An unknown middle-aged batter named Roy Hobbs with a mysterious past appears out of nowhere to take a losing 1930s baseball team to the top of the league in this magical sports fantasy. With the aid of a bat cut from a lightning struck tree, Hobbs lives the fame he should have had earlier when, as a rising pitcher, he is inexplicably shot by a young woman.Written by
Keith Loh <firstname.lastname@example.org>
The 1960 Pittsburgh Pirates won the World Series against New York by Pittsburgh's #9 (Mazeroski) hitting a home run in the bottom of the ninth inning. In this movie, #9 for New York hit the home run in the bottom of the ninth to win the game against Pittsburgh. Same teams, same player per number, same winning home run bottom of the ninth, but the cities were reversed. New York's revenge by the writer. See more »
In one of the last scenes, right after Hobbs returns the $20,000 bribe money, Pop is seen crossing off Hobbs name from the line-up card, assuming he can't play in the final playoff game because of his injury. But the line-up card is numbered wrong: Hobbs is #3 (being crossed out), and the numbers continue: 4, 5, 7, 6, 8, 9. See more »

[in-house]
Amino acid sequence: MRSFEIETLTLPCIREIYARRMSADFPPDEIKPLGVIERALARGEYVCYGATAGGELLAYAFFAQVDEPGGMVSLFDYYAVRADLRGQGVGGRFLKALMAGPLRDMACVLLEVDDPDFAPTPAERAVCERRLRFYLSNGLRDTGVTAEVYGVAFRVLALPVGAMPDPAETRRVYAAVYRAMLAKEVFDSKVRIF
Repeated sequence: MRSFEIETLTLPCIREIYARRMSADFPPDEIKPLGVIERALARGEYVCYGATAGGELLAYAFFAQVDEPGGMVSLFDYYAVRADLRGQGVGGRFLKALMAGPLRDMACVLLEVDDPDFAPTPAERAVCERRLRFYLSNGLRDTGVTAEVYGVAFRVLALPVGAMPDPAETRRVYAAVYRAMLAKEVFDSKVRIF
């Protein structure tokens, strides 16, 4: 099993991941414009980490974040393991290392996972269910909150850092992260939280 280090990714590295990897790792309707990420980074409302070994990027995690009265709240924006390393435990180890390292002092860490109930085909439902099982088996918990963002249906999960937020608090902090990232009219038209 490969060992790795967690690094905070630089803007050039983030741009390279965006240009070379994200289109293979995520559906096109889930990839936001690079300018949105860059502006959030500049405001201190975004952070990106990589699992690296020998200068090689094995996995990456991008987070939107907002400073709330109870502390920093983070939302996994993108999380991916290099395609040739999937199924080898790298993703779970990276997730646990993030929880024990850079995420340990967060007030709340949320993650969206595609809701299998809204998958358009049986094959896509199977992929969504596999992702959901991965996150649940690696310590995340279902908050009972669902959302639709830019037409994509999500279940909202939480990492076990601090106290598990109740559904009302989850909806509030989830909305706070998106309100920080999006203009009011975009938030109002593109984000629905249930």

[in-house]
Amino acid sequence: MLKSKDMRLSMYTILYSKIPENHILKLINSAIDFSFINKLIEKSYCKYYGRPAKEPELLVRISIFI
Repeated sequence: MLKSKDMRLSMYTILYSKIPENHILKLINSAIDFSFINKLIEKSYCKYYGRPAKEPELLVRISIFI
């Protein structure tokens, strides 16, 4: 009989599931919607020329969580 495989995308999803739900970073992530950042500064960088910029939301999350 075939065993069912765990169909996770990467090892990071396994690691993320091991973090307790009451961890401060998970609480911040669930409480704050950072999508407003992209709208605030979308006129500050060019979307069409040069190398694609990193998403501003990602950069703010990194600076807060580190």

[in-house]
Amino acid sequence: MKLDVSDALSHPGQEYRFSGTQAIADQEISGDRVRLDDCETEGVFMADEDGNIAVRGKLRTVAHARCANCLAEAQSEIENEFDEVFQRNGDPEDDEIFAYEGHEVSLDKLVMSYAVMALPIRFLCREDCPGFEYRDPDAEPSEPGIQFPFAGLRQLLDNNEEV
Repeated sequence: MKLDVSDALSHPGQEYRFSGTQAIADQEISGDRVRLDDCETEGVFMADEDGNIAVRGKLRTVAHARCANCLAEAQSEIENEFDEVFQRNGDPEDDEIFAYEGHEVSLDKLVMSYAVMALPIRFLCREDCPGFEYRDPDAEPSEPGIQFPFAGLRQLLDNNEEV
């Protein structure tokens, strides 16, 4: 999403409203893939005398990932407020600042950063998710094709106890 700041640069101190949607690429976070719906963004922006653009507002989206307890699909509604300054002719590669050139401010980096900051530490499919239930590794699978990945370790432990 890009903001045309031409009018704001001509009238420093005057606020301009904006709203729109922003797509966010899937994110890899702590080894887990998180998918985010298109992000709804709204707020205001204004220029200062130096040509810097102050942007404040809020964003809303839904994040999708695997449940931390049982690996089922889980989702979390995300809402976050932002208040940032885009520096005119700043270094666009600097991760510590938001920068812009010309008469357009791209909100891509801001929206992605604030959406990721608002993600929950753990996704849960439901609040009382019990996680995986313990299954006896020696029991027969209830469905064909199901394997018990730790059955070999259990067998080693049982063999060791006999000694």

I really enjoyed watching this movie. It seems like the very embodiment of the Hollywood cliche - a noble hero overcoming difficulty to achieve his dream...but somehow, The Natural manages to pull it off in a very un-glamorized way. Take the hero - he's 35 years old! It just seems refreshing not to always have a dashing young fellow of twenty as the main character. And then - an ulcerated stomach? What kind of an obstacle is that? Not a Hollywood one, I'll tell you that. This hero is actually believable - and Robert Redford plays him handsomely. He makes Roy Hobbs a real person, and a gentleman. I recommend The Natural for any Robert Redford fan, baseball fan - and anyone who just wants to see a neat, entertaining movie with a main character you can really root for.
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